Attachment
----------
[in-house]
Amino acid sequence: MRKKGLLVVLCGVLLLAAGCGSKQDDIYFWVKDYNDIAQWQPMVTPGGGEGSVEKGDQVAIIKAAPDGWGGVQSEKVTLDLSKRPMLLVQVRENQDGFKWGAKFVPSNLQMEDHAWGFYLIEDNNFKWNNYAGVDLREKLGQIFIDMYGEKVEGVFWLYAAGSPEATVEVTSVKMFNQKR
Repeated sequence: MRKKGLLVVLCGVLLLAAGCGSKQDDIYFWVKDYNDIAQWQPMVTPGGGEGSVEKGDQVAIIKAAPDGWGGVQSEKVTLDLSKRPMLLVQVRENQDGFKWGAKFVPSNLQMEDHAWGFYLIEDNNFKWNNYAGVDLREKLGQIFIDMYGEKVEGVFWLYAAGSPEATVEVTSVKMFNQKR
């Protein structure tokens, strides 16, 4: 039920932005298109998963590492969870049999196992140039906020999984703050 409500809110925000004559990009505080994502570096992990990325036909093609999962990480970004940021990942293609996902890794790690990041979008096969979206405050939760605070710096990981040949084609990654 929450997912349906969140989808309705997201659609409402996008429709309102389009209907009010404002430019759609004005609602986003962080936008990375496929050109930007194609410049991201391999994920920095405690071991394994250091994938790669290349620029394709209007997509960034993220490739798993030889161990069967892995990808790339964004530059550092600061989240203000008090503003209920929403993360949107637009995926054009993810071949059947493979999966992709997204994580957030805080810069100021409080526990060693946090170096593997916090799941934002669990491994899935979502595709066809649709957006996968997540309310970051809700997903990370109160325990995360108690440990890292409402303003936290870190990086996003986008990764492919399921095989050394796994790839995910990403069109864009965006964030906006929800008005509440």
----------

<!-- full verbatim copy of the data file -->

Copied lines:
[in-house]
Amino acid sequence: MRKKGLLVVLCGVLLLAAGCGSKQDDIYFWVKDYNDIAQWQPMVTPGGGEGSVEKGDQVAIIKAAPDGWGGVQSEKVTLDLSKRPMLLVQVRENQDGFKWGAKFVPSNLQMEDHAWGFYLIEDNNFKWNNYAGVDLREKLGQIFIDMYGEKVEGVFWLYAAGSPEATVEVTSVKMFNQKR
Repeated sequence: MRKKGLLVVLCGVLLLAAGCGSKQDDIYFWVKDYNDIAQWQPMVTPGGGEGSVEKGDQVAIIKAAPDGWGGVQSEKVTLDLSKRPMLLVQVRENQDGFKWGAKFVPSNLQMEDHAWGFYLIEDNNFKWNNYAGVDLREKLGQIFIDMYGEKVEGVFWLYAAGSPEATVEVTSVKMFNQKR
């Protein structure tokens, strides 16, 4: 039920932005298109998963590492969870049999196992140039906020999984703050 409500809110925000004559990009505080994502570096992990990325036909093609999962990480970004940021990942293609996902890794790690990041979008096969979206405050939760605070710096990981040949084609990654 929450997912349906969140989808309705997201659609409402996008429709309102389009209907009010404002430019759609004005609602986003962080936008990375496929050109930007194609410049991201391999994920920095405690071991394994250091994938790669290349620029394709209007997509960034993220490739798993030889161990069967892995990808790339964004530059550092600061989240203000008090503003209920929403993360949107637009995926054009993810071949059947493979999966992709997204994580957030805080810069100021409080526990060693946090170096593997916090799941934002669990491994899935979502595709066809649709957006996968997540309310970051809700997903990370109160325990995360108690440990890292409402303003936290870190990086996003986008990764492919399921095989050394796994790839995910990403069109864009965006964030906006929800008005509440």